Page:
I struggle with news of institutional child abuse. Every time I hear a story of priests, teachers, coaches being ‘caught’ for this heinous crime, I rejoice that they have been unmasked. These public perpetrators are parental figures. All abuse of children is unforgivable. Anyone who touches a child in any inappropriate way is a criminal. It is good that the public is outraged by this, outraged that a person in a position of authority should use this power in this way. It is good that the law and the courts take this so seriously and that finally, finally, the catholic church is doing some more evident soul searching.
Those victimized are receiving public concern and compassion. I applaud this. Some, who have been institutionally victimized, have received public apologies and monetary compensation. This advances us as a humane society.
But I am also torn in the direction of ‘what about us?’
We, incest survivors, have not been abused by parental figures; we have been abused by our parents. We are legion by comparison. Our abuse statistically starts at a much earlier age and lasts longer. Our perpetrators have easier access to us.
Those of us who are incest survivors need to speak more. Yes, just the word incest makes people squirm with discomfort. Nobody wants to hear a story about incestuous abuse. The fact that incest is taboo makes talk about it uncomfortable and hearing about it impossible. Telling our own stories causes disbelief and sometimes blame. So #letstalkaboutincest.
As a society, we have still more soul-searching to do. Let’s get out from behind the denial. We need to question our patriarchal roots. We need to plumb the depths of child abuse and the depths are us. We need to start looking inward, into our smallest institution, the family.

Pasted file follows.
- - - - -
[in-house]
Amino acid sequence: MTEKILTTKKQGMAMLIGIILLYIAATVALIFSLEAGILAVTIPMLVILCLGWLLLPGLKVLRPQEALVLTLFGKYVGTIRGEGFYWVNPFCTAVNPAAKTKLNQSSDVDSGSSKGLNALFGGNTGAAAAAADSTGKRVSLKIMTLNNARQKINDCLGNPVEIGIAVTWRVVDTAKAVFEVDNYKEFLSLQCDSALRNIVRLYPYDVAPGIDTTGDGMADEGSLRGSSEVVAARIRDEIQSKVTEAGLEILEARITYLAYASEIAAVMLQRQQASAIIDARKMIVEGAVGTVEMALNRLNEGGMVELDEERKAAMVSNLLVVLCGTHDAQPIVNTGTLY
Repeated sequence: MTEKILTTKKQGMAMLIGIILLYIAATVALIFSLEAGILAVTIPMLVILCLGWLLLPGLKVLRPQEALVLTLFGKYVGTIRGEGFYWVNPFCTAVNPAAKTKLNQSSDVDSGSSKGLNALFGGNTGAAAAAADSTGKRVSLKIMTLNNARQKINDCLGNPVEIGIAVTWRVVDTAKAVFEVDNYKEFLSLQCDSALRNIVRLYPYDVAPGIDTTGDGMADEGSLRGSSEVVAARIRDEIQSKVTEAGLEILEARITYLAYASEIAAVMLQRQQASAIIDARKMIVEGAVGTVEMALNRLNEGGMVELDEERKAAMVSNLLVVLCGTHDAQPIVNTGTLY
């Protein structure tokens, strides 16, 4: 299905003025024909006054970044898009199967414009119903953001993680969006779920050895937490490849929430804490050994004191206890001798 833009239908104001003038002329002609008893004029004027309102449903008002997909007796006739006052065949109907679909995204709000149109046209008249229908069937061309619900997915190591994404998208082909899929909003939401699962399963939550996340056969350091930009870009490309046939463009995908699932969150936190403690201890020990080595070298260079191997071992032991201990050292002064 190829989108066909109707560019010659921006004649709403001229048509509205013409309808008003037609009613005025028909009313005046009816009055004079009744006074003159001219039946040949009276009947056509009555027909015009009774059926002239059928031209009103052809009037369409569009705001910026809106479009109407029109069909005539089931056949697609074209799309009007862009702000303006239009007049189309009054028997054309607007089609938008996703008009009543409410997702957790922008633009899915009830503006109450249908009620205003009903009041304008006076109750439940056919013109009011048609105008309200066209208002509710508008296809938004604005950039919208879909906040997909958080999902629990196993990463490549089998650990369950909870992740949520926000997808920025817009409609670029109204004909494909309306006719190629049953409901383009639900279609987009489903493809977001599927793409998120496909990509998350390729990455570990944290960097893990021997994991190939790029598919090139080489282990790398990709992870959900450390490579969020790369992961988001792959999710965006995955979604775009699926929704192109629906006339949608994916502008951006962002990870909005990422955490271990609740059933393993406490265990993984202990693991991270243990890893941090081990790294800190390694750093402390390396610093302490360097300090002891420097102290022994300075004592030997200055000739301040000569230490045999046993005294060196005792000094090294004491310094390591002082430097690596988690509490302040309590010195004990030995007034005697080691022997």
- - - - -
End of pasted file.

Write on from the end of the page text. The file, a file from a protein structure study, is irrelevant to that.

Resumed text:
IMAGINE THIS: up to 20% of all fathersi are removed from the family unit and placed in detention to receive the best possible therapy at state expense. But, is our society willing to give the families extra support in terms of childcare, give them free access to mental health care and financial assistance? Hasn’t it been simpler to let it be, to let it remain a family matter? Doesn’t it cost less, both financially and emotionally, to be in denial?ii
In fact the current cost is much higher: a significant segment of our population evidencing their pain with drug abuse, eating disorders, homelessness and who are also prone to suicide and prostitution. Eventually we pay the price and if we don’t stop this crime the cycle continues.
When Donald Trump was watching his 16-year-old daughter Ivanka host the 1997 Miss Teen USA pageant, he turned to the then-Miss Universe and asked: “Don’t you think my daughter’s hot? She’s hot, right?” In the almost 20 years since, Mr Trump has called his eldest daughter “voluptuous”. He’s said it’s OK to describe her as “a piece of ass”, though she is a senior executive in his business empire. And he’s said that, if she wasn’t his daughter, “perhaps [he’d] be dating her”. iii
When a man voted into such a high office can joke, ‘old boy’ style, about incest, how do we trust any of our elected officials to make the laws, make the changes, needed to end incestuous abuse?
i. For current research see https://www.ncbi.nlm.nih.gov/pmc/articles/PMC4010601/
ii See this article https://www.theatlantic.com/national/archive/2013/01/america-has-an-incest-problem/272459/